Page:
The small colourful festival tents are placed side by side in old derelict warehouses, on the quay and in- as well as outside terminal buildings. In the squalor adults sleep, sit or stand around – waiting – whilst children try to pass time with play or resign to stare into empty space. With 6000+ desperate refugees and migrants – and more arriving every day – Port of Piraeus has turned into the eyesore of Europe.
Smells from cigarettes, garbage, hundreds of unwashed human bodies and babies’ unchanged nappies fill the air in the tightly packed run-down warehouse. From the small washing area in the back of the building a Greek woman shouts angrily at two men trying to enter. In the small tents surrounding the washing area the loud discussion nearby is largely ignored. It is not the first argument of the day and neither will it be the last, as anger, tension and frustration builds up in and around Terminal 1, 2 and 3.
6000+ desperate refugees and migrants have in recent weeks been ferried in from the Greek islands to the East of Piraeus and are now living in dire, dirty and dehumanising conditions in the port. The islands have been told to empty their camps to separate those who arrived prior to the March 20th deadline from people now faced with being deported to Turkey. All of those in the Port of Piraeus area have arrived before the 20th, but without access to news or information they find it hard to figure out what to do upon arrival to the mainland. When the ferries dock no UNHCR staff is at hand to inform them of their rights and possibilities, and so far the port authorities and police have come up with just two options – to stay here or leave for the camps. And of the two evils most choose the port.
Rumours of closed camps or detention facilities run by the army have by now reached most refugees and migrants in Greece. Some have also heard of poor food and living conditions inside the camps from friends and relatives unlucky to have gone there, but others have had to rely on rumours and do not know what to believe anymore. No matter the source of the information, choosing to go to the camps is not something the majority of people in- and outside the terminals do, and neither Moiaad Shaheen, his wife Amira and their three small children aged 4, 2 and 8 months from Homs. The family has been in the warehouse close to Terminal 2 for 15 days, and they are rapidly running out of patience and money.
“It is awful here – filthy and horrible. The children are sick and the food is very, very bad. But I will not risk being locked up. I need information about what to do, but there is no-one here to ask”, complains Moiaad Saheen.
Soon the small green tent the family occupies is surrounded by other Syrians. They have all come to Piraeus from the islands and they all complain about the same lack of information – making it impossible, they say, to decide what to do from here.
“I need to know where the port police will be taking us, but there is no-one here to talk to. I want to apply for asylum here, but when I go to the UNHCR office they tell me to skype them. Skype!!! It cost me a lot of euros to go online from here and I have waited for three hours without getting through. I do not know what to do anymore”, says a frustrated Mazen Al-Ahmad.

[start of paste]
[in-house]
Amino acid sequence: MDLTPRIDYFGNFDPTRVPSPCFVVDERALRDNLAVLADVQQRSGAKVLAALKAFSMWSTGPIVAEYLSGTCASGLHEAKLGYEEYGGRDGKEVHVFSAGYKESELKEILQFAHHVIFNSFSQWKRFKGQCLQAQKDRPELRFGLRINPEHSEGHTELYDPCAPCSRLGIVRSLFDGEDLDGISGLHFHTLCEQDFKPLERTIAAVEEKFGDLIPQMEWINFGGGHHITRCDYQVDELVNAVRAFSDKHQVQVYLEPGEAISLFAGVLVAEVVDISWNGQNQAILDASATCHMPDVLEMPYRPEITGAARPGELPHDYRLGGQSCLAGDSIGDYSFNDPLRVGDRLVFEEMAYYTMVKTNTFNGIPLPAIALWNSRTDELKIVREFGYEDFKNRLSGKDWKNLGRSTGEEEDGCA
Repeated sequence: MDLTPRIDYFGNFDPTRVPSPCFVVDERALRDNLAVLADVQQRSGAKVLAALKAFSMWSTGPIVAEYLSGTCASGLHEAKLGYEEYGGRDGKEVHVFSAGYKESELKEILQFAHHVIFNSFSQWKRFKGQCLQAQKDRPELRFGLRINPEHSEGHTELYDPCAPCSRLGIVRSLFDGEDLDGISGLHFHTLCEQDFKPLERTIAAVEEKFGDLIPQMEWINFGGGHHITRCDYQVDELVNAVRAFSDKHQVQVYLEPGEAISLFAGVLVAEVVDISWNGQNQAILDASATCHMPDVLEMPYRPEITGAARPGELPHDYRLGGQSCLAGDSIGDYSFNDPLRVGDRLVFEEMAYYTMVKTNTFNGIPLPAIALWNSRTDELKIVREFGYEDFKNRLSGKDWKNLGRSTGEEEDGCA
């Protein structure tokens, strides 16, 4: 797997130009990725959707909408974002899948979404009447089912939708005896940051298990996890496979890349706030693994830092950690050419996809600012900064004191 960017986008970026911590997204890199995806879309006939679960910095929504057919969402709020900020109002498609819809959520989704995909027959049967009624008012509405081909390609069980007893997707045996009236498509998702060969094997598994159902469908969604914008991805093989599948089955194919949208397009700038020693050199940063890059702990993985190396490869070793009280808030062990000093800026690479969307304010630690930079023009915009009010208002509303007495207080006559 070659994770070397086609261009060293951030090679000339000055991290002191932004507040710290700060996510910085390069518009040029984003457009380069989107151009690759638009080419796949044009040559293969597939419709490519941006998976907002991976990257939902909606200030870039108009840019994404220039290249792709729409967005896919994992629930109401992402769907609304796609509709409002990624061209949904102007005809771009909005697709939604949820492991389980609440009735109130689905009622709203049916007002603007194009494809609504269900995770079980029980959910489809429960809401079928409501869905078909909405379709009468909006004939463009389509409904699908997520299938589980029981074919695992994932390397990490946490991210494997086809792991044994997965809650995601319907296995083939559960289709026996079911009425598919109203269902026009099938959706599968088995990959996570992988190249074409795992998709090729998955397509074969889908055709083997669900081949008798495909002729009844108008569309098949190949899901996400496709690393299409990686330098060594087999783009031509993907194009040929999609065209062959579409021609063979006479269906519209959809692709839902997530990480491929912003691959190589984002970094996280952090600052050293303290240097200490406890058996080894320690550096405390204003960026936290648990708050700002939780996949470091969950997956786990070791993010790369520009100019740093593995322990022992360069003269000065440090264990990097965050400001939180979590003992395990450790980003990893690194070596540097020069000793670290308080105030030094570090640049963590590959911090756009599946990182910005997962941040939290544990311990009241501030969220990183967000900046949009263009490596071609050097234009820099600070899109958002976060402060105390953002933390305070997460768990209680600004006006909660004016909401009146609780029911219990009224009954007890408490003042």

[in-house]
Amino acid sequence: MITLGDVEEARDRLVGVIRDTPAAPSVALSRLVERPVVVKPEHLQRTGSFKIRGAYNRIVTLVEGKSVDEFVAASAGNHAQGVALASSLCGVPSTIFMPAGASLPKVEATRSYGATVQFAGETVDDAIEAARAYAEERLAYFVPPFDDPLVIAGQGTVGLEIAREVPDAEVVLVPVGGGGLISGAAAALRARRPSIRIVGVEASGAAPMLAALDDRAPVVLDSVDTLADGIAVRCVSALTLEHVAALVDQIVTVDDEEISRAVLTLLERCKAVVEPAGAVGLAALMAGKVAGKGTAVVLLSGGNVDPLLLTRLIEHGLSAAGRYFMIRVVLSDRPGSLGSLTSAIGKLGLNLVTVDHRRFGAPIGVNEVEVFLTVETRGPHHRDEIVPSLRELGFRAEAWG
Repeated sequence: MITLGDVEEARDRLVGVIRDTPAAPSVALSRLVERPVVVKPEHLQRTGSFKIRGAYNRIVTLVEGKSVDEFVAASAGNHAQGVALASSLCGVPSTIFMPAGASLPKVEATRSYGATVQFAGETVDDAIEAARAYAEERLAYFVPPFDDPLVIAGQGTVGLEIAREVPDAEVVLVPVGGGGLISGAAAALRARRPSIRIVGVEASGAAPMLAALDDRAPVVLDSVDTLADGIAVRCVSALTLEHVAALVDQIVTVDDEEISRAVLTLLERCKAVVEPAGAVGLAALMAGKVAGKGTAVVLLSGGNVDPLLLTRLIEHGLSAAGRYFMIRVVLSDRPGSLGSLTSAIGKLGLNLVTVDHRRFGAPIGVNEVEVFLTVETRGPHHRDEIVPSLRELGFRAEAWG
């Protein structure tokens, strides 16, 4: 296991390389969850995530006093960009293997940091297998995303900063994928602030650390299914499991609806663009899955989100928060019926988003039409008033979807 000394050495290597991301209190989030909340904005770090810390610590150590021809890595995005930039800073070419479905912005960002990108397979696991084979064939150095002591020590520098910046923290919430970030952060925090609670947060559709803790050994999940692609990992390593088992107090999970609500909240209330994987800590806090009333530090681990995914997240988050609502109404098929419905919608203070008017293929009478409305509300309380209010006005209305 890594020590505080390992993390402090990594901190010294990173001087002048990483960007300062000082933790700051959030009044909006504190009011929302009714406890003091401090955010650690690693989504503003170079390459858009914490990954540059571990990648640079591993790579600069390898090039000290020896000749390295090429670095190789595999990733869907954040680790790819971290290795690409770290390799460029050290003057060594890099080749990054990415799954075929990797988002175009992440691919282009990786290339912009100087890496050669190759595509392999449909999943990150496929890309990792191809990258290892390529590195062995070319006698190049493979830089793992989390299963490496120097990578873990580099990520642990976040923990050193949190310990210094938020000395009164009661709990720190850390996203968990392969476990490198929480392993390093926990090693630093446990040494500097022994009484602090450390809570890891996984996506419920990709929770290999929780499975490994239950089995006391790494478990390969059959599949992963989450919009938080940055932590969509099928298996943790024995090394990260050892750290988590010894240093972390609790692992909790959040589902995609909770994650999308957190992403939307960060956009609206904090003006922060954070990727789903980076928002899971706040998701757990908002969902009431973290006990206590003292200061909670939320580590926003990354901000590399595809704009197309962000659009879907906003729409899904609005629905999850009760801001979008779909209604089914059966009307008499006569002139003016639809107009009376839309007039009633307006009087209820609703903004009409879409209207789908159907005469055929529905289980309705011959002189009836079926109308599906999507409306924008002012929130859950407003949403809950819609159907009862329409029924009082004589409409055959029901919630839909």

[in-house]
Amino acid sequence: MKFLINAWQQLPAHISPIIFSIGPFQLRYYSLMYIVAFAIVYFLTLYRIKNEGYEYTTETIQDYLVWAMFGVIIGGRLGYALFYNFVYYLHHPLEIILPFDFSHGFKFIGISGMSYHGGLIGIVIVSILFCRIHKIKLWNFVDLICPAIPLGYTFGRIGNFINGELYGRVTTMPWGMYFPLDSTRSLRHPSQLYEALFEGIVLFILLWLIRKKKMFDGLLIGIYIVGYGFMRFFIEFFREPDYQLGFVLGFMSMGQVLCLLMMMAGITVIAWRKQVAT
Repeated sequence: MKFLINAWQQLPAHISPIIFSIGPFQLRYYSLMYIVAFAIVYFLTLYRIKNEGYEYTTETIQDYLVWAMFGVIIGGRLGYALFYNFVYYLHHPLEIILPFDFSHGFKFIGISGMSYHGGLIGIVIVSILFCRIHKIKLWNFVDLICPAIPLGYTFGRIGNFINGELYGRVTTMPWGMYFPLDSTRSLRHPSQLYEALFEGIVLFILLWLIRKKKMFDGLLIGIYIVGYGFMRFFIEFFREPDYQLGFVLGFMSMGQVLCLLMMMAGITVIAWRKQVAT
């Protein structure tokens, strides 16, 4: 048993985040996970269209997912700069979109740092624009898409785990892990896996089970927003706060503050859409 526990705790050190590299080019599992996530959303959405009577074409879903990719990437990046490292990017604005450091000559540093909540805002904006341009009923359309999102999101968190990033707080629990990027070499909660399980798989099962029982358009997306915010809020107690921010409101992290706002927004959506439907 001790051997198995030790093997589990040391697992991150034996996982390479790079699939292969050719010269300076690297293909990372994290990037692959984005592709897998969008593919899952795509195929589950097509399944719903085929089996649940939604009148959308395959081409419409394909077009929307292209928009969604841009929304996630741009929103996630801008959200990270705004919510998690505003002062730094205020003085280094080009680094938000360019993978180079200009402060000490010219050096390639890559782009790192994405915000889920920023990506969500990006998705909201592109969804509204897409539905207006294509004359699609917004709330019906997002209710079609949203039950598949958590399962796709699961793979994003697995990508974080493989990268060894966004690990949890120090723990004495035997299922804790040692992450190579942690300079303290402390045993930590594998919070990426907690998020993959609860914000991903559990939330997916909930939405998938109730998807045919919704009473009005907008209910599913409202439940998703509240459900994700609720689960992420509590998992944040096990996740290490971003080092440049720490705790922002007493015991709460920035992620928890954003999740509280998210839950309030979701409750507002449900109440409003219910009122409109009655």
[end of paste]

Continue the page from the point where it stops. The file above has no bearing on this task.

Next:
Mazen Al-Ahmad is like the Shaheen-family from Homs in Syria. He has been in Piraeus for more than a month now, and as time goes by he gets more and more depressed.
Animals are treated better
The same goes for the other men and women in the camp. Crammed closely together and without decent access to toilets or running water, tempers flare easily. When combined with the uncertainty and growing anxiety felt by the temporary residents, fights erupt easily like they did several times this week, explains Mahmoud from Aleppo in Syria, who does not wish to give his last name.
“I feel so sad. We are all Muslims, and yet we fight. Afghans fight Syrians because of jealousy and people get hurt. We have all escaped war and terror, we should not fight, but the situation is very, very bad here.”
Mahmoud is finding it increasingly frustrating to stay on the quay as no information is given by the UNHCR or Greek authorities. The only word he feels he hears again and again is “wait” and he is sick of it by now, he says.
“When I arrived from Samos, I was told that someone would be here from the UNHCR to meet us and tell us what to do. There was no-one. I had no tent, no blanket, no nothing, but the few people I could ask here just told me to wait. After a few days my friend’s family helped me out with a tent and a blanket. I have been here for almost two weeks now, but every time I ask what to do, I am told to wait – wait for what?”
Without facts rumours flourish quickly amongst the stranded people on the harbour. One says the borders will open again after the 4th April, others that they will all be deported. Mazen Al-Ahmad just sighs. He has all but given up hope as he has no more money for the onwards journey anyway, but longs for peace after five years in bombed-out Homs.
“I think Europeans give their animals more rights than we have here at the moment. I want peace, I ran away from war, why can’t I go and start my new life? If they try and send me back, I will commit suicide. I have nothing to return to.”
On Monday the EU will begin to return “illegal” migrants to Turkey – primarily from Pakistan. According to BBC 500 are expected to be returned under heavy police escort. The Pakistanis face an uncertain future in Turkey, as Pakistan have refused to accept deported citizens from mainland Europe since last year. Whether Pakistan will accept their citizens being returned from Turkey remains to be seen.
Facts about Greece:
Population: 10,8 mio.
Area: 131.957 km2
GDP per inhabitant: $25.600 down from $26.400 (2012)
Form of government: Democracy
Source: CIA Factbook (2016)